“The off-cuts. The shoulder, flank and hanger.”
“You want to use the off-cuts? Challenging, but it just might work…”
Executive chef Antoine Ware was pitching his Harold’s in the Heights culinary team his most innovative dish idea yet after noticing an uptick in customer demand for beef variety. He wanted to use the uncommon cuts of the carcass, reduce waste and create an interesting meal that featured parts rarely found in other restaurants. And, of course, infusing it with his signature Creole flair.
Ware moved forward with the idea, and after a little experimentation with cooking methods, spices and cuts, he offered taste tests to his team. With resounding approval, clean forks and licked lips, the staff agreed: 44 Farms Black Angus beef shoulder would soon become a hit. Two years later, Harold’s still prepares unique off-cut dishes, and they have become some of the restaurant’s best-selling specialty items.
Such a collaborative team effort is not an uncommon scene in Ware’s kitchen. Focusing on menu development and daily kitchen operations through discussions, tastings and demonstrations and feedback from the team, Ware craves to reach the “ah-ha” moment when a dish is perfected.
“I count on my team to take an idea and run with it so we can recreate Creole and Cajun, or even Spanish, dishes that diners won’t find anywhere else,” said Ware. “I still believe Southern cuisine is a melting pot of different types of foods with regional tastes, and we try to reflect that in our classic dishes with a Creole influence.”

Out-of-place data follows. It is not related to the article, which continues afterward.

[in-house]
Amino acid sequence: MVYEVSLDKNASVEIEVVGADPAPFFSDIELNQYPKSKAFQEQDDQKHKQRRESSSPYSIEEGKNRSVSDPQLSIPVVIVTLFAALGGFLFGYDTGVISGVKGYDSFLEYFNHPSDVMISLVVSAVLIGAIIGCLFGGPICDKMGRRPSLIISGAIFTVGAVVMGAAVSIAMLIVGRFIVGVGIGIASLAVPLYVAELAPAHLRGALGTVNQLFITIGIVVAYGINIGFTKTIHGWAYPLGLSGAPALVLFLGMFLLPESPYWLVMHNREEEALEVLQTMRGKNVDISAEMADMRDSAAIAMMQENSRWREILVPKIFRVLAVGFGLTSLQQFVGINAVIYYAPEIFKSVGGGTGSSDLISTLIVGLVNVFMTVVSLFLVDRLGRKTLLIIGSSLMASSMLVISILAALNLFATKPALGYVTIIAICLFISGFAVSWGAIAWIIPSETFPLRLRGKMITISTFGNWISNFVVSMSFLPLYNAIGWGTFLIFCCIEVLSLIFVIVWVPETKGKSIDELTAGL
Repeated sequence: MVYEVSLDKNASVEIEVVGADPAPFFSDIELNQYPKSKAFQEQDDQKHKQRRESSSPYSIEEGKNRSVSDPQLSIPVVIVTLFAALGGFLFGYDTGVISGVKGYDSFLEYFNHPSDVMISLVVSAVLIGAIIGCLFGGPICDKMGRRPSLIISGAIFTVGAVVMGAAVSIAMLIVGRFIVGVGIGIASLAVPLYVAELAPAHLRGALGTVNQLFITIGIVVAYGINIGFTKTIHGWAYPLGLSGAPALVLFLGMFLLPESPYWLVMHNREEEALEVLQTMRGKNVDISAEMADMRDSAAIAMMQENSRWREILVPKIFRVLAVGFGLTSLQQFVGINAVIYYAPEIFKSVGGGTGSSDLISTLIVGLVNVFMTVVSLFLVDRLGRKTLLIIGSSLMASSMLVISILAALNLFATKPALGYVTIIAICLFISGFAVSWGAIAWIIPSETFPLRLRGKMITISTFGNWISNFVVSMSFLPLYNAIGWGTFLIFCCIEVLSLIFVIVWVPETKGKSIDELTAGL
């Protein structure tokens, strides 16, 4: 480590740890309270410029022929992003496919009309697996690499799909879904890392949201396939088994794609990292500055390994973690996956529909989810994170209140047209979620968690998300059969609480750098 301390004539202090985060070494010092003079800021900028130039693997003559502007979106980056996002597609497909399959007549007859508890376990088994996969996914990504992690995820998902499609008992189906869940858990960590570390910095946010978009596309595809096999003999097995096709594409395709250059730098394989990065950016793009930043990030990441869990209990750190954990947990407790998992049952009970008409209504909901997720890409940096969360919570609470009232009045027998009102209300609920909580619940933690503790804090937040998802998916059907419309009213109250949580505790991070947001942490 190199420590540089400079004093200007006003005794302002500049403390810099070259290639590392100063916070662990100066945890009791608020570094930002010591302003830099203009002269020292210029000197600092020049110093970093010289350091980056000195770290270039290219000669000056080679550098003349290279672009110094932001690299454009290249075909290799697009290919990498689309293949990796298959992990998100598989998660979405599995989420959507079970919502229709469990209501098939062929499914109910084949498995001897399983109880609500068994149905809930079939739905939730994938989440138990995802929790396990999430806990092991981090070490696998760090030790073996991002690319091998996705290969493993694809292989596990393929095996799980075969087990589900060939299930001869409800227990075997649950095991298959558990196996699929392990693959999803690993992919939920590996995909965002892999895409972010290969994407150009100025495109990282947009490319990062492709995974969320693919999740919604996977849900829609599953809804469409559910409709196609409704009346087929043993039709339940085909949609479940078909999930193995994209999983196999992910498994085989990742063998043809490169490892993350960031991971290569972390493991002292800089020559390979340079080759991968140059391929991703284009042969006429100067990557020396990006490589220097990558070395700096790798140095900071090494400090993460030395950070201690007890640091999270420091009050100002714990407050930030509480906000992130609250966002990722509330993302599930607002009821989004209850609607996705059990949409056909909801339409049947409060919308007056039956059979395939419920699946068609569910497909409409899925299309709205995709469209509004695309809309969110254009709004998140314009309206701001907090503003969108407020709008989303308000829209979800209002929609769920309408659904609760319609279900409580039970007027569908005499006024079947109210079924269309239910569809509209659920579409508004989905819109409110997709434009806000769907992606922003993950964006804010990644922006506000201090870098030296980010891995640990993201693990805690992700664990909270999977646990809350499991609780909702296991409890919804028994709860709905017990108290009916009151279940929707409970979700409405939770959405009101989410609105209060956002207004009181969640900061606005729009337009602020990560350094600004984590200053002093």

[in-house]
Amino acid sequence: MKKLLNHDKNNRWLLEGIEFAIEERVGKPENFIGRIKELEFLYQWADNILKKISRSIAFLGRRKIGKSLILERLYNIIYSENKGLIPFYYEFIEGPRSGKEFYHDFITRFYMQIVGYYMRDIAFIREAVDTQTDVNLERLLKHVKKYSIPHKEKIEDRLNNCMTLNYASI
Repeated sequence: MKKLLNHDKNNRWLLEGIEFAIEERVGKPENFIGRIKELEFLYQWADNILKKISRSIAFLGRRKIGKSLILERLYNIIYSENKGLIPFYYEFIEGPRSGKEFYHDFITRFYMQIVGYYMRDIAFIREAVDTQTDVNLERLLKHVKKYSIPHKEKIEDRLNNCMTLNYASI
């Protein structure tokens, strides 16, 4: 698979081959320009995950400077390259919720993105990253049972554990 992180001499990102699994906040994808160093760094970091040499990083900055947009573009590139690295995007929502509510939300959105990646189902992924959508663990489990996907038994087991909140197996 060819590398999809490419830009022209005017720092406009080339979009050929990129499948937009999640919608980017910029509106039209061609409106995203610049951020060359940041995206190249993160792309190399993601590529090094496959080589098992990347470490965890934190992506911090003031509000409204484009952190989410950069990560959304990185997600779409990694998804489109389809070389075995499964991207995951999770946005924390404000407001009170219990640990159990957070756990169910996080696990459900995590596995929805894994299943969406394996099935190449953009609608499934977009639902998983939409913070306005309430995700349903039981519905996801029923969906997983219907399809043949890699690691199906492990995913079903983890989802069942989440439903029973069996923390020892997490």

Raised in New Orleans, Ware developed an interest in Southern cooking as a young boy while helping his mom in the kitchen. Observing her technique for grits, gumbo and fried chicken, the aspiring chef absorbed every lesson he could on how to create a meal that truly stands out, a mantra by which he lives today.
After graduating from Delgado Culinary School, Ware perfected his skills as a cook at Royal Sonesta and Bacco Bistro and a sous chef at Mr. B’s Bistro and other prestigious restaurants. He later teamed up with Chris Shepherd to launch the first menu at The Hay Merchant. In 2013, he joined Harold’s in the Heights as executive chef and began to transform Houston’s take on Southern classics.
Dedicated to providing an outstanding Creole comfort food customer experience by sourcing local ingredients, Ware depends on consistent product quality and authentic relationships to create the edgiest yet familiar Southern cuisine possible. Each item on the menu centers around ingredients that are local, natural and fresh. His top-selling beef dish, a cast iron-seared ribeye, hails from the pastures of 44 Farms.
“You can only create awesome dishes from awesome products, and the people who produce them are just as important,” said Ware. “The relationship I share with 44 Farms assures me that I will be getting the best of the best to work with, every time. Their product and team are unlike any other. When I visited the ranch, they prayed over the meal. They’re authentic and real, just like their beef.”
*Brought to you by the partnership of My Table magazine and 44 Farms